Phil

Phil:

What I was told by Dr. White at the time was that after the NASA/Glenn senior management reviewed the deal between the two field centers, they decided that Glenn was not being reimbursed at a rate that was commensurate with their expenses.   In other words they treated the EW test program at Glenn, not as partners in a NASA wide test program, but instead as Glenn performing services to the commercial interest.  I.e., they didn't want to put any skin in the game from their own reserves.

Best, Paul M. 
Star-Drive

Offline TheTraveller

Maybe I am misunderstanding but are some of you saying that the limitations on the EW budget may have hampered their paper and the results presented therein?

It certainly has allowed the sceptics to have a field day with it I would say.

With what you did receive it seems that you were able to show over the last 5 years, tests producing tantalizing data. Many here (the press sure knows it) must realize the potential advantage of a propelentless EM engine and have to wonder why it wasn't aggressively pursued with a little more funding and resources.

With a 18.5 billion dollar budget NASA should have earmarked more than they did, NASA surely could afford to do it right and put the question to bed, we all can take advantage of it, if it does.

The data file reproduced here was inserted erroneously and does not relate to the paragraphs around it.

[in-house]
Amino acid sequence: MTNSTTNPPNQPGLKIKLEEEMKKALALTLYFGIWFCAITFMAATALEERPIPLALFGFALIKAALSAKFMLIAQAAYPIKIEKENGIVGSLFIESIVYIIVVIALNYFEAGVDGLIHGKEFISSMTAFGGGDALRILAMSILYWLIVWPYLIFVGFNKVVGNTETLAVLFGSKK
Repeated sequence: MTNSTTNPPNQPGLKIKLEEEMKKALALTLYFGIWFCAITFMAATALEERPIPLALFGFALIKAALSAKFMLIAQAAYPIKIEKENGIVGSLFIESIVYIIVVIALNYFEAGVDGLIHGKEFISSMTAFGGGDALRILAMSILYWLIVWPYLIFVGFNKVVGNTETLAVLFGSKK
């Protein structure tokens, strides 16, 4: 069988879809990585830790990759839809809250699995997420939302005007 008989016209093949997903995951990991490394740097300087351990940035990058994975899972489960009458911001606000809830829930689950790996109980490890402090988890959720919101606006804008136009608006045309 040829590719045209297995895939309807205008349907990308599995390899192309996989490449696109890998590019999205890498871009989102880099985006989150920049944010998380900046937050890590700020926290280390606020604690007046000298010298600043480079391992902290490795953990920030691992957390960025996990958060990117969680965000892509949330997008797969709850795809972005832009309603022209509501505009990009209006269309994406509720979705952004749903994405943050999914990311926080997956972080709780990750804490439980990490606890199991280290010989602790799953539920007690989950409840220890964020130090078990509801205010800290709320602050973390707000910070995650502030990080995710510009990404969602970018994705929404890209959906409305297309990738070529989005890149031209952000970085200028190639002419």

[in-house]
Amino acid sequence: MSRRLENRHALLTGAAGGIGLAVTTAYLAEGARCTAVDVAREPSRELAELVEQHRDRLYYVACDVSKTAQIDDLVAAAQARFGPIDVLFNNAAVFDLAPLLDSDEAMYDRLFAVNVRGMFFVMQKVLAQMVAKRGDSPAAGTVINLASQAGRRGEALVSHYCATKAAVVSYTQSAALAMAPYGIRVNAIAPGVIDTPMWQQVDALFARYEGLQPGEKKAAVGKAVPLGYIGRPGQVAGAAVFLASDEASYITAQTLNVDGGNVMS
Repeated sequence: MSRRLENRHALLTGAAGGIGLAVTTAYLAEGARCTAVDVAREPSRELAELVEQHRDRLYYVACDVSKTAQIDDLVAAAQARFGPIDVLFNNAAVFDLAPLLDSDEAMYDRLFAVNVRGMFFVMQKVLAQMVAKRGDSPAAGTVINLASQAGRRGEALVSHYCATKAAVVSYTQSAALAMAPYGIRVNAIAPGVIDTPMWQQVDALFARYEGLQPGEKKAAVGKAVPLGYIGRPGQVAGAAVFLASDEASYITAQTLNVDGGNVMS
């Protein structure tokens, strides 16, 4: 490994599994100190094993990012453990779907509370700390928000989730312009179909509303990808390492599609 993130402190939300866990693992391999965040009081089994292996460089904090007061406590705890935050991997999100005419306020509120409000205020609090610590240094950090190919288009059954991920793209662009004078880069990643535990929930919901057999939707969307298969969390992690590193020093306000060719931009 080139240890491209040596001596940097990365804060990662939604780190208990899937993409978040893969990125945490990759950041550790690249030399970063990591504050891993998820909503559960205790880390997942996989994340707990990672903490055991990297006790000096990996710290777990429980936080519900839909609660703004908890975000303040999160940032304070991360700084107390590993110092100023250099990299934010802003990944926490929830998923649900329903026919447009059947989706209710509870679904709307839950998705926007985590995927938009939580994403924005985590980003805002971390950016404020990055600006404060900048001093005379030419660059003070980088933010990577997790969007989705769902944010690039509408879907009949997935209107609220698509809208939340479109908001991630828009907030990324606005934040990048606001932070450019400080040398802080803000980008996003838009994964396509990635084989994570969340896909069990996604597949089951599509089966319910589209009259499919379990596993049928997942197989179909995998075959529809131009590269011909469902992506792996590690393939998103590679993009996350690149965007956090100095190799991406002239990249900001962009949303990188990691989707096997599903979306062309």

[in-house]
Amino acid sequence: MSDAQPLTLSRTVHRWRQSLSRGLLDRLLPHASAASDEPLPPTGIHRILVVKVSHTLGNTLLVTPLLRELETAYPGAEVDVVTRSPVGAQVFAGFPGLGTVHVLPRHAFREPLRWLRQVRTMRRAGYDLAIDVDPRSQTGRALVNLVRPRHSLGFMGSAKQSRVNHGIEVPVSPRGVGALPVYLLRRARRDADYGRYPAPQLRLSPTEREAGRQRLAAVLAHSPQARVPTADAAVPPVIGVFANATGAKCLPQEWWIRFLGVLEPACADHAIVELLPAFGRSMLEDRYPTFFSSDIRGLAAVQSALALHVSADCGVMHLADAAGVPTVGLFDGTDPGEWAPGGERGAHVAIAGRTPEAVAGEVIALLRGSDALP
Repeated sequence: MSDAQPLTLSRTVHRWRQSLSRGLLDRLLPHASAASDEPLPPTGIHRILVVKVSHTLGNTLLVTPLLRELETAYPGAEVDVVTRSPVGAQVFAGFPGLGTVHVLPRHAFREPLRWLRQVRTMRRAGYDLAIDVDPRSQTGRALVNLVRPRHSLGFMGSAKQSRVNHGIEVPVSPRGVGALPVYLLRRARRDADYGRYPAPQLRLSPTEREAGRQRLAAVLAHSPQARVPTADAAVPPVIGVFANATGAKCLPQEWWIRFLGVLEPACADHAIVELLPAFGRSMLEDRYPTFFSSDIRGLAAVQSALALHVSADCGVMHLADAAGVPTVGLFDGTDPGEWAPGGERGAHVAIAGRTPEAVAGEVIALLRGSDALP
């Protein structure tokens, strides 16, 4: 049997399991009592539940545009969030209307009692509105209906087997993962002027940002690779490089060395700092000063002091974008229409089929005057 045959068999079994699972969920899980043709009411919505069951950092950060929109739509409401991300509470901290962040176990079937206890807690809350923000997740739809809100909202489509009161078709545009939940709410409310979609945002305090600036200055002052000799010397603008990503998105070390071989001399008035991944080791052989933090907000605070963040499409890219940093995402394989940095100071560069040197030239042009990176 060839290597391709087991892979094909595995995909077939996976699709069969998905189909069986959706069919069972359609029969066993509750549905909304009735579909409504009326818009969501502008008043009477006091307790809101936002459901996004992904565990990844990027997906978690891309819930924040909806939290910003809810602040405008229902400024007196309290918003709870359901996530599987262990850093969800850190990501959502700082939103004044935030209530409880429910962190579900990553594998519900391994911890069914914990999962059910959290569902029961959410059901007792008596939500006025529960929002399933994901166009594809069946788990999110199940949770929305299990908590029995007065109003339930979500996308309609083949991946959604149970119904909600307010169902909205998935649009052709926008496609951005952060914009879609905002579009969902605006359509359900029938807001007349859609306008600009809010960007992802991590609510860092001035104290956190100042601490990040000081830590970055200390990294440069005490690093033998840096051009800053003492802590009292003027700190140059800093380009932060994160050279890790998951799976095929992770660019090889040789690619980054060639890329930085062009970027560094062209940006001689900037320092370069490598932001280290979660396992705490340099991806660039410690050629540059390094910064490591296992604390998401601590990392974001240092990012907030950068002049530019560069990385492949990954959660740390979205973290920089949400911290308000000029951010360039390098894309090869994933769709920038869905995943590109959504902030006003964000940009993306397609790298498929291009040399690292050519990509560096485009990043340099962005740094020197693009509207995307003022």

Shell

I do wonder why Glenn never did the promised test of the EW thruster? Surely that would have been gold to see it produce force inside a massive Glenn vac chamber.

Maybe Paul can comment?

Phil:

Dr. White and I wasted almost 6 months of our time and efforts chasing testing at NASA/Glenn while preparing for same, only to be told at the end that the EW via JSC would have to pay ALL of Glenn's testing expenses required to run our requested test series instead of ~50%, which was the original deal between JSC and Glenn for this EW testing at Glenn project.  JSC upper management then refused to pay the other 50% to Glenn, so the deal fell apart at that point.  (The demanded 50% budget for of the EW test at Glenn test series already exceeded the yearly material budget for the EW, so why didn't the EW test a Glenn?  Not enough $$$ in the EW budget to do so.)

Best, Paul M.

Paul,

Thanks for explaining why the testing at NASA Glenn never happened. Would have thought that if EW's JSC management wanted / needed the Glenn test, it would have happened.

Also not nice of NASA Glenn to alter the agreed deal. Did Glenn give any reason why they backed out of the original 50-50 agreement?

Phil

Phil: